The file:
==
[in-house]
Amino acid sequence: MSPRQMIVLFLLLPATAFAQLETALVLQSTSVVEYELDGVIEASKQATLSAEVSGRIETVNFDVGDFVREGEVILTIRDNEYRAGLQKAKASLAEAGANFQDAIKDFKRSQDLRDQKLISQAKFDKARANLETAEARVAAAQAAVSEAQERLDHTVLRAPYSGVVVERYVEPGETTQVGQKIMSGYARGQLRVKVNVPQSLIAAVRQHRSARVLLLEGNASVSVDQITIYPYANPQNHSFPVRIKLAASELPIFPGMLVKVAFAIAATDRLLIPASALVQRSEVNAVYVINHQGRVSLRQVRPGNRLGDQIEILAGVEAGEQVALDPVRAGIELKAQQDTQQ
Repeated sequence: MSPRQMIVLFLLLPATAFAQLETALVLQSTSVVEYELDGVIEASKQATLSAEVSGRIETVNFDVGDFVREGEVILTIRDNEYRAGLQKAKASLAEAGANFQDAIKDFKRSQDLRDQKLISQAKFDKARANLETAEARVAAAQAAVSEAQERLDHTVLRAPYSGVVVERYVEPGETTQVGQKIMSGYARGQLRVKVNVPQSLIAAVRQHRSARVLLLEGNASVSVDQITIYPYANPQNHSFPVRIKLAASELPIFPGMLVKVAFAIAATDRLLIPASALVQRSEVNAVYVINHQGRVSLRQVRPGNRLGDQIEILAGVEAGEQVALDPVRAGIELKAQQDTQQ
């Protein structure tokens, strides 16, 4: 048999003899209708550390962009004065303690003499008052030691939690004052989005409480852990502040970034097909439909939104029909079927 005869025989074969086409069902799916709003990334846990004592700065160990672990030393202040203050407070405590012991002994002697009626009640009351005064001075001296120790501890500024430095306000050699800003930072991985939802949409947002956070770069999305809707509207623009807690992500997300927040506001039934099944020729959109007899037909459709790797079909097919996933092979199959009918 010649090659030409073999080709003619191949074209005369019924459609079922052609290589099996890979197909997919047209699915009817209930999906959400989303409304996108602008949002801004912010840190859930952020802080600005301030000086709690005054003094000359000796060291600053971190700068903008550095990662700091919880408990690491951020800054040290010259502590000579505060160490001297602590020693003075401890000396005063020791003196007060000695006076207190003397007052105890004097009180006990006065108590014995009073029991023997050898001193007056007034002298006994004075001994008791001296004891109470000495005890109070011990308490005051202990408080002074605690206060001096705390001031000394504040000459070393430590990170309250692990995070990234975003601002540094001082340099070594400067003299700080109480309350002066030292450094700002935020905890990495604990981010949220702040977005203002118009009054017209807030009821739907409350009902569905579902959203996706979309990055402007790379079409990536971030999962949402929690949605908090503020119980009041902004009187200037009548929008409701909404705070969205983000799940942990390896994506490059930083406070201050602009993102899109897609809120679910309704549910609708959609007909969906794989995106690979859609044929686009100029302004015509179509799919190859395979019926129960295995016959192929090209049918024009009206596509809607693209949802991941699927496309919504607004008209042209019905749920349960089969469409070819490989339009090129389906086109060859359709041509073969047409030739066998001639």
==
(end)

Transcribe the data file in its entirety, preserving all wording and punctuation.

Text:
[in-house]
Amino acid sequence: MSPRQMIVLFLLLPATAFAQLETALVLQSTSVVEYELDGVIEASKQATLSAEVSGRIETVNFDVGDFVREGEVILTIRDNEYRAGLQKAKASLAEAGANFQDAIKDFKRSQDLRDQKLISQAKFDKARANLETAEARVAAAQAAVSEAQERLDHTVLRAPYSGVVVERYVEPGETTQVGQKIMSGYARGQLRVKVNVPQSLIAAVRQHRSARVLLLEGNASVSVDQITIYPYANPQNHSFPVRIKLAASELPIFPGMLVKVAFAIAATDRLLIPASALVQRSEVNAVYVINHQGRVSLRQVRPGNRLGDQIEILAGVEAGEQVALDPVRAGIELKAQQDTQQ
Repeated sequence: MSPRQMIVLFLLLPATAFAQLETALVLQSTSVVEYELDGVIEASKQATLSAEVSGRIETVNFDVGDFVREGEVILTIRDNEYRAGLQKAKASLAEAGANFQDAIKDFKRSQDLRDQKLISQAKFDKARANLETAEARVAAAQAAVSEAQERLDHTVLRAPYSGVVVERYVEPGETTQVGQKIMSGYARGQLRVKVNVPQSLIAAVRQHRSARVLLLEGNASVSVDQITIYPYANPQNHSFPVRIKLAASELPIFPGMLVKVAFAIAATDRLLIPASALVQRSEVNAVYVINHQGRVSLRQVRPGNRLGDQIEILAGVEAGEQVALDPVRAGIELKAQQDTQQ
């Protein structure tokens, strides 16, 4: 048999003899209708550390962009004065303690003499008052030691939690004052989005409480852990502040970034097909439909939104029909079927 005869025989074969086409069902799916709003990334846990004592700065160990672990030393202040203050407070405590012991002994002697009626009640009351005064001075001296120790501890500024430095306000050699800003930072991985939802949409947002956070770069999305809707509207623009807690992500997300927040506001039934099944020729959109007899037909459709790797079909097919996933092979199959009918 010649090659030409073999080709003619191949074209005369019924459609079922052609290589099996890979197909997919047209699915009817209930999906959400989303409304996108602008949002801004912010840190859930952020802080600005301030000086709690005054003094000359000796060291600053971190700068903008550095990662700091919880408990690491951020800054040290010259502590000579505060160490001297602590020693003075401890000396005063020791003196007060000695006076207190003397007052105890004097009180006990006065108590014995009073029991023997050898001193007056007034002298006994004075001994008791001296004891109470000495005890109070011990308490005051202990408080002074605690206060001096705390001031000394504040000459070393430590990170309250692990995070990234975003601002540094001082340099070594400067003299700080109480309350002066030292450094700002935020905890990495604990981010949220702040977005203002118009009054017209807030009821739907409350009902569905579902959203996706979309990055402007790379079409990536971030999962949402929690949605908090503020119980009041902004009187200037009548929008409701909404705070969205983000799940942990390896994506490059930083406070201050602009993102899109897609809120679910309704549910609708959609007909969906794989995106690979859609044929686009100029302004015509179509799919190859395979019926129960295995016959192929090209049918024009009206596509809607693209949802991941699927496309919504607004008209042209019905749920349960089969469409070819490989339009090129389906086109060859359709041509073969047409030739066998001639």